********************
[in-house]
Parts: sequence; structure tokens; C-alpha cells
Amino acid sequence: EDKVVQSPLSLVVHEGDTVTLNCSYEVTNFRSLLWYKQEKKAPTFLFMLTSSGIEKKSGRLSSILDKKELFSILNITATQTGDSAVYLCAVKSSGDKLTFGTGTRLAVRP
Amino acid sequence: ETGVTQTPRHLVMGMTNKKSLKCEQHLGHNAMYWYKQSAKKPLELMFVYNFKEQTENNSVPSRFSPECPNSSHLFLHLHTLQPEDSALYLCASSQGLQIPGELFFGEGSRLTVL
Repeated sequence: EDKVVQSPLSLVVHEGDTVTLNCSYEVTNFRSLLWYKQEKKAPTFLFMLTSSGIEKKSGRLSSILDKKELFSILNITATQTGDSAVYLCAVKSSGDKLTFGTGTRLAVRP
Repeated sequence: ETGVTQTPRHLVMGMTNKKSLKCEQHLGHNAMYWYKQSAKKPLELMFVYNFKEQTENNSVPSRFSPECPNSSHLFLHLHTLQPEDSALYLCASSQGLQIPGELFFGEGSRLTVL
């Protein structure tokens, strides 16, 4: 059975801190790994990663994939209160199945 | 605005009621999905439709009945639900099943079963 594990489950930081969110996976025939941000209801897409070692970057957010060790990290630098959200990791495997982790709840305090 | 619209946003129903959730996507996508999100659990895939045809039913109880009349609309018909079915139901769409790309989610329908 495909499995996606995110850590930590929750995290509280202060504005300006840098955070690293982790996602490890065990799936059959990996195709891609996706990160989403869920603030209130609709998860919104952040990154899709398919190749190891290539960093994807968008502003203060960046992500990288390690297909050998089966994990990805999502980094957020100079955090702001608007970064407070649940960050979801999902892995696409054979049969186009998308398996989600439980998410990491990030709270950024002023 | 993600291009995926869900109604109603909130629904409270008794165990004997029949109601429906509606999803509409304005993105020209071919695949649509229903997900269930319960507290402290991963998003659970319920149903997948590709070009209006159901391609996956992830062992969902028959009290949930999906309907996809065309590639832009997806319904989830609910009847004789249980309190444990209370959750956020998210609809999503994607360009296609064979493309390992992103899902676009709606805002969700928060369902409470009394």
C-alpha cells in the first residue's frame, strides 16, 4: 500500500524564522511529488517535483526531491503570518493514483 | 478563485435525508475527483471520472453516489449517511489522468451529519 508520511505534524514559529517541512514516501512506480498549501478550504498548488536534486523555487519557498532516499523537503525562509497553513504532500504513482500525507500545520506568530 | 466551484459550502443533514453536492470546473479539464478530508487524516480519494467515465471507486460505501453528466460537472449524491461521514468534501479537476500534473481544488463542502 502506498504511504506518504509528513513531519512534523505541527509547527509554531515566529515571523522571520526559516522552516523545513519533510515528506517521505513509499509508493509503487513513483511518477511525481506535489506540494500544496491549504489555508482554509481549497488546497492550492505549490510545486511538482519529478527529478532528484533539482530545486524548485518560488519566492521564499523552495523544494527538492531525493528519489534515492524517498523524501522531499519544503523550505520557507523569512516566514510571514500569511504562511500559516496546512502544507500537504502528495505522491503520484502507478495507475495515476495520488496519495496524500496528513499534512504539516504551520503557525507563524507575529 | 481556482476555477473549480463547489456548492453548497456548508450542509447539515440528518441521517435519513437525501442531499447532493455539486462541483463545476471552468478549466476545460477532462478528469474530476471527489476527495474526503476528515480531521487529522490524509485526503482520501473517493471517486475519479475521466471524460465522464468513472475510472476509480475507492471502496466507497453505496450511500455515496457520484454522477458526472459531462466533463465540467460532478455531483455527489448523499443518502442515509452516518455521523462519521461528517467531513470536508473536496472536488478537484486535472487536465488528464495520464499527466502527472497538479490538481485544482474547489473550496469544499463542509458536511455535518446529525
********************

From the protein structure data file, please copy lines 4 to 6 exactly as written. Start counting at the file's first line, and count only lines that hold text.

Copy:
Amino acid sequence: ETGVTQTPRHLVMGMTNKKSLKCEQHLGHNAMYWYKQSAKKPLELMFVYNFKEQTENNSVPSRFSPECPNSSHLFLHLHTLQPEDSALYLCASSQGLQIPGELFFGEGSRLTVL
Repeated sequence: EDKVVQSPLSLVVHEGDTVTLNCSYEVTNFRSLLWYKQEKKAPTFLFMLTSSGIEKKSGRLSSILDKKELFSILNITATQTGDSAVYLCAVKSSGDKLTFGTGTRLAVRP
Repeated sequence: ETGVTQTPRHLVMGMTNKKSLKCEQHLGHNAMYWYKQSAKKPLELMFVYNFKEQTENNSVPSRFSPECPNSSHLFLHLHTLQPEDSALYLCASSQGLQIPGELFFGEGSRLTVL